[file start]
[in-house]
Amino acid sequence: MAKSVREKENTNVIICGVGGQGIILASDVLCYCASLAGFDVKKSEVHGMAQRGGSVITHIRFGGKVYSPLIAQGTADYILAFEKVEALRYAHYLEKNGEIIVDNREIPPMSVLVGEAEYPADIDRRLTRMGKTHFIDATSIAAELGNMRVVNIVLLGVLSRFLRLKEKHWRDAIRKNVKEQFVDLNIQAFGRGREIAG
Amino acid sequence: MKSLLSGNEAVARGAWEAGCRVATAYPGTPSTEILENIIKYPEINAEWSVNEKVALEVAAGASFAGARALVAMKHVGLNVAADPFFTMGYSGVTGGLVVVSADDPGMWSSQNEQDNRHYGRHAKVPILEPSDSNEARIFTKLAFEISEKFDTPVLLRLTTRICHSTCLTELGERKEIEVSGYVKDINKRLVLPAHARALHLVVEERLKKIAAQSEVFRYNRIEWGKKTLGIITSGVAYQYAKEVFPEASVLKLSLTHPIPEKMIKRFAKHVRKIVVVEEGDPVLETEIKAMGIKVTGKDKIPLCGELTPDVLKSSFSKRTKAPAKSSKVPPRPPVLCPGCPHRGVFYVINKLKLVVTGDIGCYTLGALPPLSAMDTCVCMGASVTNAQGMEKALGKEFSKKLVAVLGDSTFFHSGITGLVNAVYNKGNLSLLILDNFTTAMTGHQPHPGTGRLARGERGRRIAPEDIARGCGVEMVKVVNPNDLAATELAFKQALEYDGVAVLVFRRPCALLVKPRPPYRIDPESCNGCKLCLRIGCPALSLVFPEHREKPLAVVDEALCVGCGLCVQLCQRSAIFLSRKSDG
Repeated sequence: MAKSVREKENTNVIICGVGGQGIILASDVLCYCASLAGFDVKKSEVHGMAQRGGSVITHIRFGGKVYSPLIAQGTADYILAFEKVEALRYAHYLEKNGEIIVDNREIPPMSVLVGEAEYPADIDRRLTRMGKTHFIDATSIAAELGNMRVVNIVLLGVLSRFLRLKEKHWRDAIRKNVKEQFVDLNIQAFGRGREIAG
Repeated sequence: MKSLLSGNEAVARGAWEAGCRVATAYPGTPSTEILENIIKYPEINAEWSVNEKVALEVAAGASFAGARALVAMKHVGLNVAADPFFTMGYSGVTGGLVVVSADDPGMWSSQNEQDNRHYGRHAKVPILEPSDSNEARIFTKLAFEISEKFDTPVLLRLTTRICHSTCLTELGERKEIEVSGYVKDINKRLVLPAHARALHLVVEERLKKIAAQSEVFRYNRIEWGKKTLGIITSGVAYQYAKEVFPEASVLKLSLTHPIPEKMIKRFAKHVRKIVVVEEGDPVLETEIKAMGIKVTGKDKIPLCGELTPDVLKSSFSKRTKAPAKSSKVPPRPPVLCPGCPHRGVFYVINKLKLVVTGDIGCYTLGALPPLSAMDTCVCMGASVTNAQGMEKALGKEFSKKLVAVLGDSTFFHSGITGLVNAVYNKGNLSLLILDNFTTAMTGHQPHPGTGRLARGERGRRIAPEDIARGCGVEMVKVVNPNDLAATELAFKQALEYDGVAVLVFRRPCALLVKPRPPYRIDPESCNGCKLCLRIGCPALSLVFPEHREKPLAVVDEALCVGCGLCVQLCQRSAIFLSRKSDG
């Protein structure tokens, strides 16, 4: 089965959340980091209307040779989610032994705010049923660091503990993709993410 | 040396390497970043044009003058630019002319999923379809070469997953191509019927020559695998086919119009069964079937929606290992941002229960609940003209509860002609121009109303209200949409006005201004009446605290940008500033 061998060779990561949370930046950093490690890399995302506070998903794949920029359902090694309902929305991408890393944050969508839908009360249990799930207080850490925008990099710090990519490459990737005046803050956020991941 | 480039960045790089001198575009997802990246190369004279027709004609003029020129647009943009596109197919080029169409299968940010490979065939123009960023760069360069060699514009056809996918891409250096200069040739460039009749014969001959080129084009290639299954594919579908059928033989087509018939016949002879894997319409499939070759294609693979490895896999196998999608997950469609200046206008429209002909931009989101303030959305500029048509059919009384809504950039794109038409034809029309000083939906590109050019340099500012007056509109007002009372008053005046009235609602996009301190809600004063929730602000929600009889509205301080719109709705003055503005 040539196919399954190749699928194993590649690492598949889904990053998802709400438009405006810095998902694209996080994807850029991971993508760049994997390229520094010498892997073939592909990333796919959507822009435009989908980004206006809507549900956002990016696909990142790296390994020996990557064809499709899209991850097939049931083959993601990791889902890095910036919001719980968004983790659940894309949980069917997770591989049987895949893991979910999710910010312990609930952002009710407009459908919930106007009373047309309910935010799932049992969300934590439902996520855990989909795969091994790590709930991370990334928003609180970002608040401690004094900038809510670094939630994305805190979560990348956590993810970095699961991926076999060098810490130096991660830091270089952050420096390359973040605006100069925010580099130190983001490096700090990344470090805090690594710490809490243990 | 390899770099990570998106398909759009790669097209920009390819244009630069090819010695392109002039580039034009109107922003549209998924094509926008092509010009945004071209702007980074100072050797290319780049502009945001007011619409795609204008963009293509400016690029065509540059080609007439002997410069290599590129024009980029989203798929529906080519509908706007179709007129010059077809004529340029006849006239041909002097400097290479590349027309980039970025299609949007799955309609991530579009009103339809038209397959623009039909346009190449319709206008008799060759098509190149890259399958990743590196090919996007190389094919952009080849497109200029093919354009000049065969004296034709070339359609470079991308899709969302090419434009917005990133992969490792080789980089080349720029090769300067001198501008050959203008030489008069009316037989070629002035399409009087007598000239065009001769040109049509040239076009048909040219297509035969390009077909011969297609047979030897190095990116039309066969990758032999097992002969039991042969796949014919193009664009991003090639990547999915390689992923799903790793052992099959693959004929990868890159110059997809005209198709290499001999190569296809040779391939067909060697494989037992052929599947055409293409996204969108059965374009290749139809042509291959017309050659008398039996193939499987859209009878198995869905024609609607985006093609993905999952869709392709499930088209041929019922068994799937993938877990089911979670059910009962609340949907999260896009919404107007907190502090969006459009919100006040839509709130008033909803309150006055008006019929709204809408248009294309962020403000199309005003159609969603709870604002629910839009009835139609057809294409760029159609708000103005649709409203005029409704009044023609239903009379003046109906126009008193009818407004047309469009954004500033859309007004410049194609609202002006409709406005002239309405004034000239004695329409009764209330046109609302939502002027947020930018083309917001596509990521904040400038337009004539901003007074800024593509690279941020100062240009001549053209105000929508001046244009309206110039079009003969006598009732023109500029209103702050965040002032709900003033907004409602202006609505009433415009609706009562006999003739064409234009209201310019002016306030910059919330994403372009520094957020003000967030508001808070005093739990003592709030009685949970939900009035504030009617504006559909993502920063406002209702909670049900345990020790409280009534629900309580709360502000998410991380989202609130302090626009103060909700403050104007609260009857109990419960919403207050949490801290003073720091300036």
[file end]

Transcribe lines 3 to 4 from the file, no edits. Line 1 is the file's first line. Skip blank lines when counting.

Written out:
Amino acid sequence: MKSLLSGNEAVARGAWEAGCRVATAYPGTPSTEILENIIKYPEINAEWSVNEKVALEVAAGASFAGARALVAMKHVGLNVAADPFFTMGYSGVTGGLVVVSADDPGMWSSQNEQDNRHYGRHAKVPILEPSDSNEARIFTKLAFEISEKFDTPVLLRLTTRICHSTCLTELGERKEIEVSGYVKDINKRLVLPAHARALHLVVEERLKKIAAQSEVFRYNRIEWGKKTLGIITSGVAYQYAKEVFPEASVLKLSLTHPIPEKMIKRFAKHVRKIVVVEEGDPVLETEIKAMGIKVTGKDKIPLCGELTPDVLKSSFSKRTKAPAKSSKVPPRPPVLCPGCPHRGVFYVINKLKLVVTGDIGCYTLGALPPLSAMDTCVCMGASVTNAQGMEKALGKEFSKKLVAVLGDSTFFHSGITGLVNAVYNKGNLSLLILDNFTTAMTGHQPHPGTGRLARGERGRRIAPEDIARGCGVEMVKVVNPNDLAATELAFKQALEYDGVAVLVFRRPCALLVKPRPPYRIDPESCNGCKLCLRIGCPALSLVFPEHREKPLAVVDEALCVGCGLCVQLCQRSAIFLSRKSDG
Repeated sequence: MAKSVREKENTNVIICGVGGQGIILASDVLCYCASLAGFDVKKSEVHGMAQRGGSVITHIRFGGKVYSPLIAQGTADYILAFEKVEALRYAHYLEKNGEIIVDNREIPPMSVLVGEAEYPADIDRRLTRMGKTHFIDATSIAAELGNMRVVNIVLLGVLSRFLRLKEKHWRDAIRKNVKEQFVDLNIQAFGRGREIAG